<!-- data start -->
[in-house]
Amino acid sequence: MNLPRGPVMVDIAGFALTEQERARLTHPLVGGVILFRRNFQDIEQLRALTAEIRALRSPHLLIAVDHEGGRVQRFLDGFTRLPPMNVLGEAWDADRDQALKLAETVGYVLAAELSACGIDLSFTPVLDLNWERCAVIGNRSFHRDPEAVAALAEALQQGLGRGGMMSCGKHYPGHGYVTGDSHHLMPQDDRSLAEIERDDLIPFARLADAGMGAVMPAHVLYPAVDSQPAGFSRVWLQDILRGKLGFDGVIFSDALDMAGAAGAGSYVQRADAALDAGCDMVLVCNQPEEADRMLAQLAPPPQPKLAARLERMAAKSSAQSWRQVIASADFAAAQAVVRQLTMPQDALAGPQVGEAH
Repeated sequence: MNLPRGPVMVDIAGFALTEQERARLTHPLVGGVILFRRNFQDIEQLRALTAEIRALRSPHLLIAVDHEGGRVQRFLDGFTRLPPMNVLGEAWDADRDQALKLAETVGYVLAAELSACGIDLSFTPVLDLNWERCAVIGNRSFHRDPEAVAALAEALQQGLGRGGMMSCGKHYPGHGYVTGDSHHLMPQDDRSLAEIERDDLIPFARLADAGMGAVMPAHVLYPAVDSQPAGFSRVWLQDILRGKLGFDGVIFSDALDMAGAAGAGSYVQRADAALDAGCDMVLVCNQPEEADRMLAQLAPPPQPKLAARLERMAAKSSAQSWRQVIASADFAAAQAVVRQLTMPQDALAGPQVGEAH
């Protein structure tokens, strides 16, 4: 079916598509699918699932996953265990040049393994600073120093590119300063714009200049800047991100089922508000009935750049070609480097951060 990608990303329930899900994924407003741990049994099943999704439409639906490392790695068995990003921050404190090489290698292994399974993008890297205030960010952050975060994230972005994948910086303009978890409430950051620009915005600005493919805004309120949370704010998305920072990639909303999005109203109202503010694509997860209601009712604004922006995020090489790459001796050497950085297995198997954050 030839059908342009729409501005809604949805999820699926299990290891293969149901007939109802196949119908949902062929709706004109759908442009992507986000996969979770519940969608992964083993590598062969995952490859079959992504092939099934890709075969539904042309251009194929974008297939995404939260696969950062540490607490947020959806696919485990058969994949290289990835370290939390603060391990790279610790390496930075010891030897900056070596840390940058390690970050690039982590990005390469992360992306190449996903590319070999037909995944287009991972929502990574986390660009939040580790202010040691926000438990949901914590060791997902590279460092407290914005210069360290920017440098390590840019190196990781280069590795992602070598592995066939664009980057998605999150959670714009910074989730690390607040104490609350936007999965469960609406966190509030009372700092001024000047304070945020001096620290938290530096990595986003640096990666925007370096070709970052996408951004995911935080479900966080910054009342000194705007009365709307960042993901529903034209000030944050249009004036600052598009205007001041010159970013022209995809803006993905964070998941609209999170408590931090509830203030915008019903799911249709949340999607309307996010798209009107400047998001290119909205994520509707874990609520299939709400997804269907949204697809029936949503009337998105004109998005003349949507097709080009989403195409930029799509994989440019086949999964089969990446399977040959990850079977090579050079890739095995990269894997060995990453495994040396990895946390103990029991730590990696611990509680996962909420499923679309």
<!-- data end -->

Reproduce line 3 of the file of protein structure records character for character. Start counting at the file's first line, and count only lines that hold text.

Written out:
Repeated sequence: MNLPRGPVMVDIAGFALTEQERARLTHPLVGGVILFRRNFQDIEQLRALTAEIRALRSPHLLIAVDHEGGRVQRFLDGFTRLPPMNVLGEAWDADRDQALKLAETVGYVLAAELSACGIDLSFTPVLDLNWERCAVIGNRSFHRDPEAVAALAEALQQGLGRGGMMSCGKHYPGHGYVTGDSHHLMPQDDRSLAEIERDDLIPFARLADAGMGAVMPAHVLYPAVDSQPAGFSRVWLQDILRGKLGFDGVIFSDALDMAGAAGAGSYVQRADAALDAGCDMVLVCNQPEEADRMLAQLAPPPQPKLAARLERMAAKSSAQSWRQVIASADFAAAQAVVRQLTMPQDALAGPQVGEAH